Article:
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|The Ben Stiller Show|
The Ben Stiller Show logo
|Created by||Ben Stiller & Judd Apatow|
|Written by||Ben Stiller
|Theme music composer||Dweezil Zappa|
|Opening theme||"Groove Holmes" by Dweezil Zappa|
|Country of origin||United States|
|No. of episodes||13|
|Running time||~23 minutes|
|Original run||September 27, 1992 – January 17, 1993|
The Ben Stiller Show is the name of two sketch comedy television shows that aired on MTV from 1990 to 1991, and then on Fox from September 1992 to January 1993. The Fox show stars Ben Stiller, Andy Dick, Janeane Garofalo and Bob Odenkirk. Character actor John F. O'Donohue also appeared in every episode. It featured numerous filmed comedy segments, many of which parodied mid-1980s to early 1990s pop-culture. Despite mostly positive reviews, Fox canceled the series after only 12 episodes, due to low ratings.
Unlike most sketch comedy shows, The Ben Stiller Show did not use a studio audience or a laugh track. This was the only Fox sketch comedy program not to use a laugh track. The semi-spinoff, The Andy Dick Show, used the same format.
After cancellation, the series won the 1993 Emmy Award for Outstanding Writing in a Variety Series.
The original MTV version of The Ben Stiller Show aired in 1990-1991 and ran for 13 episodes. It is not available on DVD, although excerpts from the program are featured as a bonus on that release. Produced by Jim Jones, who would go on to produce the Fox series and starring Ben Stiller and co-writer Jeff Kahn, it was a self-effacing show-within-a-show format. Part of MTV's experimental Vid-Com season, it was interspersed with music videos that Ben and company would introduce in their short comedy sketches. Regulars included Harry O'Reilly and Ben's sister Amy Stiller. Guest stars included Ben's parents Anne Meara and Jerry Stiller, as well as John F. O'Donohue, Run DMC, Melina Kanakaredes, Al Lewis and MTV regular Martha Quinn.
Stiller and Kahn used this show as a means to introduce and hone many of Ben's characterizations, some of which would later be seen on the Fox network production. They also took huge leaps in assuming the audience would "get it" by layering characters in a complex sandwich of sub-referencing. Ben did satirical portrayals of William Shatner as Star Trek's Captain Kirk, Al Pacino, Arsenio Hall, U2's Bono and Yakoff Smirnoff. His portrayal of Tom Cruise was a major signature, spoofing several of Cruise's late 1980s film characters. He would then insert these characters into each other's famous performances, sub-referencing on many levels.
Skits included "The Eddie Munster Comeback Special," where Ben plays an all-grown-up and angry Eddie Munster, complete with widows peak, who gets into a shouting match with Al Lewis playing the role of Grandpa from The Munsters while trying to stage a serious moment from John Steinbeck's Of Mice and Men. In an odd wink to his future, one episode was dedicated to showing the FOX network that Ben and Jeff could play all the characters in the 1990 Fox primetime lineup, spoofing COPS, Alien Nation, Booker, and Married with Children. "The Star Trek Show" spoofed William Shatner and Bono and the inevitable demise of the red-shirted security officers beamed down to an alien planet, portrayed by Ben and Jeff's characters "Howie and Jordo," two college-age underachievers that were constantly in trouble. Through multiple layers of sub-referencing, Howie and Jordo jump through a time portal and end up at Woodstock and sing the "Time Portal Blues", while still wearing their Star Trek uniforms. Another multi-layered Star Trek reference is made in an episode where Stiller runs through multiple episodes of satire, playing Al Pacino in Dog Day Afternoon, but having hijacked The Enterprise, speaking through Uhura with Leon (played by Jeff Kahn) who is his boyfriend who needs an alien change operation. He does the same kind of stunt playing Captain Kirk in the character of Tom Cruise in Rain Man with Kahn playing Dustin Hoffman's savant character in the makeup and dialogue of Mr. Spock. Stiller and Kahn were constantly sub-referencing into thicker layers of characterizations, making for very funny experimental gags that were mostly misunderstood by the teenage audience of MTV. In one episode Ben plays a radio host who is cruel to people who call in which is exactly the same thing his father did in the episode "The Devil's Advocate" from 'Tales from the Darkside.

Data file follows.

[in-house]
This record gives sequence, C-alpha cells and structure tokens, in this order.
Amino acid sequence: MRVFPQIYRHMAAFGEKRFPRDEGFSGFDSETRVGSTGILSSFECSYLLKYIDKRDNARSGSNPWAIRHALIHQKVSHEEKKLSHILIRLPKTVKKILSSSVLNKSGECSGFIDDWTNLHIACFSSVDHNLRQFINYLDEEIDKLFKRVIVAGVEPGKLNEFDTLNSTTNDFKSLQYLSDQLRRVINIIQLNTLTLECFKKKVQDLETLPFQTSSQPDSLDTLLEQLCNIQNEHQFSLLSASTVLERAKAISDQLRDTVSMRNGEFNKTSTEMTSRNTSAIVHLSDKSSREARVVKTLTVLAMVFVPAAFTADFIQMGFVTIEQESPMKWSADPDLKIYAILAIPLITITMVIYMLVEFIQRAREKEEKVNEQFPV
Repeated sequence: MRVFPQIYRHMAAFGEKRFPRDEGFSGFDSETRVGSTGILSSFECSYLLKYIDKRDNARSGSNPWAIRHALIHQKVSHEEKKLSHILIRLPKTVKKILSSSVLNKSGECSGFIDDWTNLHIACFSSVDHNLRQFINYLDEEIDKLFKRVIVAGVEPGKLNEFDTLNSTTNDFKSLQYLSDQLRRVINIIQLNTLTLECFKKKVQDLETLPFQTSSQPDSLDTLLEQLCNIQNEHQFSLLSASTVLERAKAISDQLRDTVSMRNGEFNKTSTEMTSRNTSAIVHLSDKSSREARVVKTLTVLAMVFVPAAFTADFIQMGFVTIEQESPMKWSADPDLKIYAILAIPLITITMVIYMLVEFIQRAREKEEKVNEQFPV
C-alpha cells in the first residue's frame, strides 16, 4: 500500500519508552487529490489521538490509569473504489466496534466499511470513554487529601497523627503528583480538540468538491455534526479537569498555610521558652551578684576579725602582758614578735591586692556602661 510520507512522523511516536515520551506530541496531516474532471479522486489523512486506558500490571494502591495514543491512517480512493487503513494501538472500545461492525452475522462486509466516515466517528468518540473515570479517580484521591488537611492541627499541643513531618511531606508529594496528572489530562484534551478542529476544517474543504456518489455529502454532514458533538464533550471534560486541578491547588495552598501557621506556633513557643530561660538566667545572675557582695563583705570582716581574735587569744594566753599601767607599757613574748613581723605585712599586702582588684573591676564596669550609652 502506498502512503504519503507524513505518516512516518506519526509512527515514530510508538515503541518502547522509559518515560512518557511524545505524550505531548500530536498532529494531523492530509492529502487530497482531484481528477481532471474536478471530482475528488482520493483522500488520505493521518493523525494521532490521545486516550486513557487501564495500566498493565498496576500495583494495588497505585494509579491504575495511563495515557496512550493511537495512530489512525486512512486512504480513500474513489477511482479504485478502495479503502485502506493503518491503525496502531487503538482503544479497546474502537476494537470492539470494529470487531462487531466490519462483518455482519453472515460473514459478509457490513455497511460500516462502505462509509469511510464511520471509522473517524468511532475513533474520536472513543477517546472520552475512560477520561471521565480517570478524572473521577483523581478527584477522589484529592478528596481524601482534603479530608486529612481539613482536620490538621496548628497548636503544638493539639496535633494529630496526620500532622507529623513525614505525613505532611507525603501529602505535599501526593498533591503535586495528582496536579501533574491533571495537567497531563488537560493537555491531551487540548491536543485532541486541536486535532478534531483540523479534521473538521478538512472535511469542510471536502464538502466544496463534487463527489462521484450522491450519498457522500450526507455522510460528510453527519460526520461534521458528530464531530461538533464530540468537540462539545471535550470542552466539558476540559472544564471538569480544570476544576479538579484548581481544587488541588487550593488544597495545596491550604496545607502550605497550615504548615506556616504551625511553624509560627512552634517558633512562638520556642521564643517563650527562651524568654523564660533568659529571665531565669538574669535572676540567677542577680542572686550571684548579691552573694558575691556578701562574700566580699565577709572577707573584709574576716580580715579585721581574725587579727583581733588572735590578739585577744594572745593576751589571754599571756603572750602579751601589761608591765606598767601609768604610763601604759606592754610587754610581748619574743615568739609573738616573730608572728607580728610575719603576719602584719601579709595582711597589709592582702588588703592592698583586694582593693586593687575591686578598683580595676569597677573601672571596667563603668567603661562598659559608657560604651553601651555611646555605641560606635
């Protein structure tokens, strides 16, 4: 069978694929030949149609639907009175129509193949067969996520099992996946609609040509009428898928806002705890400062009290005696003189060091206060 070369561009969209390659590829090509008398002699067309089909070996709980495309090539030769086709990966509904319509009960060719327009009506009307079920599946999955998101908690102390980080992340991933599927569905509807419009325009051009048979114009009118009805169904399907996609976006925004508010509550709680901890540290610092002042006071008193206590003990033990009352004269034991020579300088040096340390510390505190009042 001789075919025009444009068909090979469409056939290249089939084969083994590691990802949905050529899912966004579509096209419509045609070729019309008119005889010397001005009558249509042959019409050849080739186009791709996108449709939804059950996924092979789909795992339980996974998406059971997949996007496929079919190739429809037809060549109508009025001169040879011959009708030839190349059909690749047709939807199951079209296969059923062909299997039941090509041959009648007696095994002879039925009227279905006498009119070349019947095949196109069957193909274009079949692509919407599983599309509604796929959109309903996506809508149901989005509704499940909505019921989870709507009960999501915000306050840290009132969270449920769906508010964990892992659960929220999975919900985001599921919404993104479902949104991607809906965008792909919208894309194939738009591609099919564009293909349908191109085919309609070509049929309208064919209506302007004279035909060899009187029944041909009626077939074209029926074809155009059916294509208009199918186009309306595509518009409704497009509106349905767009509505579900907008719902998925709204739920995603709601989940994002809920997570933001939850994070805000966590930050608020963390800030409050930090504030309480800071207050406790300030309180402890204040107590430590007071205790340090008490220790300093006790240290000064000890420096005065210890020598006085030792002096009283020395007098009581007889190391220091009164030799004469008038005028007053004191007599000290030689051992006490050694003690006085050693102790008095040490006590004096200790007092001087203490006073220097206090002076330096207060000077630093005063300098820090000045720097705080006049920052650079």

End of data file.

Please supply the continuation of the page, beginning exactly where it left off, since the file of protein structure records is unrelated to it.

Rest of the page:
The series' major underlying gag was of the battle of talent between Ben and Jeff, and their antagonistic treatment of each other during their "show's" production. Jeff is convinced that he is a greater talent then Ben, and spends most of his time either trying to prove this to the "MTV Head" Doogie Herzog, a pre-teen boy, or by publicly embarrassing Ben on-screen. In the series finale, Jeff and Harry O'Reilly finally convince the MTV Head that they are the real talent of the show, and they get their own series. Ben is forced to leave the set crying.
Warner Home Video released all 13 episodes of The Ben Stiller Show on DVD in Region 1 on December 2, 2003. When Stiller had approached Warner about putting his show on DVD, he was met by one sarcastic producer who commented "Your one-season show will be on DVD when Saved By the Bell makes it to DVD." Stiller had received word that Warner had greenlit the DVD release shortly after the debut of the first season of Saved by the Bell, and Stiller sent a telegram to the sarcastic executive thanking him for his "great prediction."
|DVD Name||Ep#||Release Date||Additional Information|
|The Ben Stiller Show: Complete Series||13||December 2, 2003||
||This article needs additional citations for verification. (August 2008)|